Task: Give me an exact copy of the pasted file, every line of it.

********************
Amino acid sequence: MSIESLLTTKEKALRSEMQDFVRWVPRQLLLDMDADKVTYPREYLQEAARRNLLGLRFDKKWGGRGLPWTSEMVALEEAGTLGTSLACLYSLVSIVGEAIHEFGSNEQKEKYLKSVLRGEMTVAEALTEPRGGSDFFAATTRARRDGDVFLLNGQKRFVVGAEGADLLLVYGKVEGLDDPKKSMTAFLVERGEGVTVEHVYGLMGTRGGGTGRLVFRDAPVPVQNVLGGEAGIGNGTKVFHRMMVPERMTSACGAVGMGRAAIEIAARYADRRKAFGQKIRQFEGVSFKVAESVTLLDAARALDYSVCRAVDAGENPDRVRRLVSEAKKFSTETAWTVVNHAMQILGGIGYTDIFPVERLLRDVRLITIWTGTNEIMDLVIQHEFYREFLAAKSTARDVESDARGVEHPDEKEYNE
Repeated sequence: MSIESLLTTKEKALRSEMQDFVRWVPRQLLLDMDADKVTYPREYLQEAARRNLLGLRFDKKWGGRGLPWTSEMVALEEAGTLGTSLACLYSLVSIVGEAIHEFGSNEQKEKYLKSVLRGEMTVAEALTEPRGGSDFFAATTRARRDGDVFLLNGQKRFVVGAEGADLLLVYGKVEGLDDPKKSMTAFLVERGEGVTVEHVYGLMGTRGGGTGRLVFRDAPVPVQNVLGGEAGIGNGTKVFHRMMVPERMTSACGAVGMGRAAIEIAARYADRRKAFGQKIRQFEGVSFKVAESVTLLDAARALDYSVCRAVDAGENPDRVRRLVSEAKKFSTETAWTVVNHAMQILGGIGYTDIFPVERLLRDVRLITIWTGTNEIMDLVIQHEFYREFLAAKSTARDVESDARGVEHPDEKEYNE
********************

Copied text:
Amino acid sequence: MSIESLLTTKEKALRSEMQDFVRWVPRQLLLDMDADKVTYPREYLQEAARRNLLGLRFDKKWGGRGLPWTSEMVALEEAGTLGTSLACLYSLVSIVGEAIHEFGSNEQKEKYLKSVLRGEMTVAEALTEPRGGSDFFAATTRARRDGDVFLLNGQKRFVVGAEGADLLLVYGKVEGLDDPKKSMTAFLVERGEGVTVEHVYGLMGTRGGGTGRLVFRDAPVPVQNVLGGEAGIGNGTKVFHRMMVPERMTSACGAVGMGRAAIEIAARYADRRKAFGQKIRQFEGVSFKVAESVTLLDAARALDYSVCRAVDAGENPDRVRRLVSEAKKFSTETAWTVVNHAMQILGGIGYTDIFPVERLLRDVRLITIWTGTNEIMDLVIQHEFYREFLAAKSTARDVESDARGVEHPDEKEYNE
Repeated sequence: MSIESLLTTKEKALRSEMQDFVRWVPRQLLLDMDADKVTYPREYLQEAARRNLLGLRFDKKWGGRGLPWTSEMVALEEAGTLGTSLACLYSLVSIVGEAIHEFGSNEQKEKYLKSVLRGEMTVAEALTEPRGGSDFFAATTRARRDGDVFLLNGQKRFVVGAEGADLLLVYGKVEGLDDPKKSMTAFLVERGEGVTVEHVYGLMGTRGGGTGRLVFRDAPVPVQNVLGGEAGIGNGTKVFHRMMVPERMTSACGAVGMGRAAIEIAARYADRRKAFGQKIRQFEGVSFKVAESVTLLDAARALDYSVCRAVDAGENPDRVRRLVSEAKKFSTETAWTVVNHAMQILGGIGYTDIFPVERLLRDVRLITIWTGTNEIMDLVIQHEFYREFLAAKSTARDVESDARGVEHPDEKEYNE